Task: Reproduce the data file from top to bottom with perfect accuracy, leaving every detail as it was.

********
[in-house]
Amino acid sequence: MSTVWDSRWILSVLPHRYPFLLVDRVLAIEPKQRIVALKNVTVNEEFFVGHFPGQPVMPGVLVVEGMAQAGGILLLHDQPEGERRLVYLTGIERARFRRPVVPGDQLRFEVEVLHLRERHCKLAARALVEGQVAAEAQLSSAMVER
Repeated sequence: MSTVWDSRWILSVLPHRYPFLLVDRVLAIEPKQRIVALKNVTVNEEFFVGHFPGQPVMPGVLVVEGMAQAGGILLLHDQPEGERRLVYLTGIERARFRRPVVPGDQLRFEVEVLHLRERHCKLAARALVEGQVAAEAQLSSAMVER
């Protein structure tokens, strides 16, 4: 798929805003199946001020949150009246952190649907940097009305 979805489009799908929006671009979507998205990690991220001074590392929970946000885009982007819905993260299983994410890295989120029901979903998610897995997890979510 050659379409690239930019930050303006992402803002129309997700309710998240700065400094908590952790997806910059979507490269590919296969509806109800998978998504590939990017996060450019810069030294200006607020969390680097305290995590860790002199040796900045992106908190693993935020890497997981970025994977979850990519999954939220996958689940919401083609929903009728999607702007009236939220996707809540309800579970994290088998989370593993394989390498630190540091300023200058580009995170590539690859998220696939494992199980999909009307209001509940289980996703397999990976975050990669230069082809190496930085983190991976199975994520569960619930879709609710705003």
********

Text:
[in-house]
Amino acid sequence: MSTVWDSRWILSVLPHRYPFLLVDRVLAIEPKQRIVALKNVTVNEEFFVGHFPGQPVMPGVLVVEGMAQAGGILLLHDQPEGERRLVYLTGIERARFRRPVVPGDQLRFEVEVLHLRERHCKLAARALVEGQVAAEAQLSSAMVER
Repeated sequence: MSTVWDSRWILSVLPHRYPFLLVDRVLAIEPKQRIVALKNVTVNEEFFVGHFPGQPVMPGVLVVEGMAQAGGILLLHDQPEGERRLVYLTGIERARFRRPVVPGDQLRFEVEVLHLRERHCKLAARALVEGQVAAEAQLSSAMVER
């Protein structure tokens, strides 16, 4: 798929805003199946001020949150009246952190649907940097009305 979805489009799908929006671009979507998205990690991220001074590392929970946000885009982007819905993260299983994410890295989120029901979903998610897995997890979510 050659379409690239930019930050303006992402803002129309997700309710998240700065400094908590952790997806910059979507490269590919296969509806109800998978998504590939990017996060450019810069030294200006607020969390680097305290995590860790002199040796900045992106908190693993935020890497997981970025994977979850990519999954939220996958689940919401083609929903009728999607702007009236939220996707809540309800579970994290088998989370593993394989390498630190540091300023200058580009995170590539690859998220696939494992199980999909009307209001509940289980996703397999990976975050990669230069082809190496930085983190991976199975994520569960619930879709609710705003």